Medical Mission Trip to Haiti to teach nurses

  1. Greetings- have never started a new thread, but couldn't find a thing on International experience nursing in another country. Three of us who teach nursing just got back from our first trip to Cap Haitian, Haiti. Our purpose was not to participate in working on the floors, although we did do that. Our purpose was to provide cont. ed to the poorest nurses in the Western Hemisphere who had never had cont ed beyond their nursing school training. They are a grateful, gracious and more educated then I expected people. Anyone else out there gone to a developing country to experience the health care? (And the horrific living conditions?) What we experienced could fill books, but for the sake of time, will be brief. No water, food or basic medicine for most. Throngs of people waiting, sleeping on benches, just to be seen. No bathrooms! (latrines for the masses....) Any feedback? Thanks!
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    About oncnursemsn, MSN Pro

    Joined: Dec '07; Posts: 253; Likes: 400
    Oncology nurse; from US
    Specialty: 30 year(s) of experience in Education and oncology


  3. by   sirI
    There are several threads in the Volunteer Nursing forum about members here who have been to other countries.

    Kudos to you on what you offered the nurses there.

    Also, I can move this thread to the Volunteer Nursing forum where others can offer input there.
  4. by   ERRNTraveler
    I have done medical mission trips to both Haiti & Romania, and experienced many of the same things you were talking about. It is very eye-opening to see all the things they don't have that we simply take for granted- something I think everyone should do at least once in their life.
  5. by   zenman
    I live in Bangladesh and we just had our weekly meeting yesterday where we (Embassy docs and nurses) get together and compare stories about local health care. Nurses here are viewed as lower than a good dog. Lot's of cultural things that you just can't change, for example, we were discussing an ENT doc educated in the states and when he came back reverted to dirty practices for ex. with his instruments. Plus, lower class people are treated differently even if they work for a company that is paying for their care. And nursing care...or lack of a problem. You might have a Harvard trained doc but when can't be around 24/7 it's not always good. It's an adventure...
  6. by   ElvishDNP
    I've been to Haiti, though before I became a nurse, so it wasn't a medical mission. But I learned so much and still keep in touch with the missionaries I stayed with down there. Incidentally....we flew into and out of Cap Haitien though we actually did our work elsewhere. I kept wondering when we were going to get to the airport to pick up our luggage when I realized we actually WERE at the airport and our luggage was being unceremoniously tossed out of the plane onto the tarmac. That was nothing compared to when we were leaving, the customs people had my suitcase on a table going through all my stuff, and a chicken flew out from under the table and attacked me. At customs!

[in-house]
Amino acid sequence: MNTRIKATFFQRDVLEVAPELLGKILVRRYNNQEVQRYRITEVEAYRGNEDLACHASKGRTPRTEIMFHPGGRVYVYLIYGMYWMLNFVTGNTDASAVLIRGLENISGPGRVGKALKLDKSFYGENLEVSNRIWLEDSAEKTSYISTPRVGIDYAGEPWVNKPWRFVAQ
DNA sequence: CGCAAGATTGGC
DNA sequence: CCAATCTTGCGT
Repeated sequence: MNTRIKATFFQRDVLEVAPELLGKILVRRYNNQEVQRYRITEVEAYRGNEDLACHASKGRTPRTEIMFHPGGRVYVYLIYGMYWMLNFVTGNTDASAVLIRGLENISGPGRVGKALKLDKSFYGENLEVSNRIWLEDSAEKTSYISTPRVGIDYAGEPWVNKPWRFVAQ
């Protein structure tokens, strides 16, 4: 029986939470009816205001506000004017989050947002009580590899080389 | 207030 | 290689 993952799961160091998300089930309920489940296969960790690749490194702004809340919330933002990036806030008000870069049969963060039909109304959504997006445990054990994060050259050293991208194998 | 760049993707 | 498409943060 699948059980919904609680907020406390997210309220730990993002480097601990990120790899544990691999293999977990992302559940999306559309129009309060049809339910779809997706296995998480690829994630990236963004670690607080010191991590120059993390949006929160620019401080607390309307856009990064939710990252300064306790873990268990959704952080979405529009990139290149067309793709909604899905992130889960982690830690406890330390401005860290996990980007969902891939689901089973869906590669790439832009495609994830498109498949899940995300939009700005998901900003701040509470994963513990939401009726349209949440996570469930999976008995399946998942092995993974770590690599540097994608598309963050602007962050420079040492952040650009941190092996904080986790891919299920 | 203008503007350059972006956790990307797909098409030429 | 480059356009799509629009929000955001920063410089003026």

Beautiful country with beautiful people.

    Tarantulas, big bugs, and heat. I'd go back in a heartbeat if circumstances would allow. Thanks for reminding me how much I love Haiti & her people.
  7. by   oncnursemsn
    Thank you sirI! Yes, please move this thread if appropriate. I am thankful that I was able to go to Haiti, and I agree that all people in our country should experience a developing nation at least once. The Haitian nurses just needed validation that they are our sister colleagues, and that they are valued. I don't think they felt that. In our teaching, we tried to be sensitive not to "tell them how to practice." We were not there to change them, but to support and teach them. We learned more I think then we taught them. How they do as much as they do with no resources is humbling. Thanks to all who added to this thread! :caduceus:
  8. by   sirI
    I moved your thread.

    The Haitian nurses just needed validation that they are our sister colleagues, and that they are valued. I don't think they felt that. In our teaching, we tried to be sensitive not to "tell them how to practice." We were not there to change them, but to support and teach them.
    This is wonderful that ya'll did this, oncnursemsn. I am impressed with the efforts of your group.
  9. by   martinejoseph
    Hi. I knw this response maybe old to your thread, but I just wanted to say that I believe your trip to Haiti is inspirational. This is something that I long to do. I am a nursing students with a year-and-a-half to go. My dream is to give back to Haiti, although I was not born there my parents were. I just have this passion to help those in need. This goal is what I am striving for, and believe I will achieve. Thank you again.
  10. by   oncnursemsn
    ((Thank you)) Just attended an informational session with Dr Paul Farmer (if you don't know him, look him up- he's the 1 who put Haiti on the radar screen in this country and testifies before congress regularly). Also on the panel was a representative who is 2nd generation Haitian and Matt Damon! Spoke at the JFK Library here in Boston to an overfill crowd, we had to sit in an adjacent auditorium. The panel is hopeful the Deval Patrick (our governor) and Pres Obama will not abandon Haiti. I hope to go back, but several other nurses I teach with have gone twice and are in routine contact via email with the nurses of Hopital Sacre Coure. I am forever changed....
    Good luck to you!!